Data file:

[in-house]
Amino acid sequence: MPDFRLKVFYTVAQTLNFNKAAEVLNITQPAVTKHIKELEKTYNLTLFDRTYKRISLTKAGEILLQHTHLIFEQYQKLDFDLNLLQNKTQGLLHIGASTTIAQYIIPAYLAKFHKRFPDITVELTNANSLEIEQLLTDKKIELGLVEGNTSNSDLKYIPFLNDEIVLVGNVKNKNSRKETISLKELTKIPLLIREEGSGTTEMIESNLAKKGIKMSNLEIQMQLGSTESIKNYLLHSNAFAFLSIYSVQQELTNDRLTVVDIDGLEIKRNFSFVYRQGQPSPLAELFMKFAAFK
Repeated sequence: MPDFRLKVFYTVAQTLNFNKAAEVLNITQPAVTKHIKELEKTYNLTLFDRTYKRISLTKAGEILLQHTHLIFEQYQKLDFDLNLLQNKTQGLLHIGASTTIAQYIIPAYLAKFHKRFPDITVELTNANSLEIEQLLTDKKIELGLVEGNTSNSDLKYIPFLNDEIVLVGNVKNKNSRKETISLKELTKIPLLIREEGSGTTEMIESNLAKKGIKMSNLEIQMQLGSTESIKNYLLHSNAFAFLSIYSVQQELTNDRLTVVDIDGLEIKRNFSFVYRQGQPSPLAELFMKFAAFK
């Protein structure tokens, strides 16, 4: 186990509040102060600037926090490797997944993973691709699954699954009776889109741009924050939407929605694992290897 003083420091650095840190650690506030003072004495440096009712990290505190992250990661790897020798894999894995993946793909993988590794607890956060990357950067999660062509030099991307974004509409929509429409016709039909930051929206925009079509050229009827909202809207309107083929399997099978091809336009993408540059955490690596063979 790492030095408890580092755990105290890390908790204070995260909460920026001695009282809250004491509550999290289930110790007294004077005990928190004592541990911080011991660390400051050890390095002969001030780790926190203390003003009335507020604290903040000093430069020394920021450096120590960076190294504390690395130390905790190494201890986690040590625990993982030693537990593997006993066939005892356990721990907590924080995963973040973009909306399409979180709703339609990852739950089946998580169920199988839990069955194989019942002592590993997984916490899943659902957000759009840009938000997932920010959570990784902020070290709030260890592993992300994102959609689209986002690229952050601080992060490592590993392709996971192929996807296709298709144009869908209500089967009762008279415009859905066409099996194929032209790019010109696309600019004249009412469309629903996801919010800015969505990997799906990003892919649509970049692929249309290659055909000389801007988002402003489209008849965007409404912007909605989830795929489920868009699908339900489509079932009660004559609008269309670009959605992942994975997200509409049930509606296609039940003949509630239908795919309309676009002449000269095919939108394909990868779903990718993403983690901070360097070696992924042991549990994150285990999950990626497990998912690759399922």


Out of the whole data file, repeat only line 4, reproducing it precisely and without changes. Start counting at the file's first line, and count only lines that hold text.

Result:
């Protein structure tokens, strides 16, 4: 186990509040102060600037926090490797997944993973691709699954699954009776889109741009924050939407929605694992290897 003083420091650095840190650690506030003072004495440096009712990290505190992250990661790897020798894999894995993946793909993988590794607890956060990357950067999660062509030099991307974004509409929509429409016709039909930051929206925009079509050229009827909202809207309107083929399997099978091809336009993408540059955490690596063979 790492030095408890580092755990105290890390908790204070995260909460920026001695009282809250004491509550999290289930110790007294004077005990928190004592541990911080011991660390400051050890390095002969001030780790926190203390003003009335507020604290903040000093430069020394920021450096120590960076190294504390690395130390905790190494201890986690040590625990993982030693537990593997006993066939005892356990721990907590924080995963973040973009909306399409979180709703339609990852739950089946998580169920199988839990069955194989019942002592590993997984916490899943659902957000759009840009938000997932920010959570990784902020070290709030260890592993992300994102959609689209986002690229952050601080992060490592590993392709996971192929996807296709298709144009869908209500089967009762008279415009859905066409099996194929032209790019010109696309600019004249009412469309629903996801919010800015969505990997799906990003892919649509970049692929249309290659055909000389801007988002402003489209008849965007409404912007909605989830795929489920868009699908339900489509079932009660004559609008269309670009959605992942994975997200509409049930509606296609039940003949509630239908795919309309676009002449000269095919939108394909990868779903990718993403983690901070360097070696992924042991549990994150285990999950990626497990998912690759399922």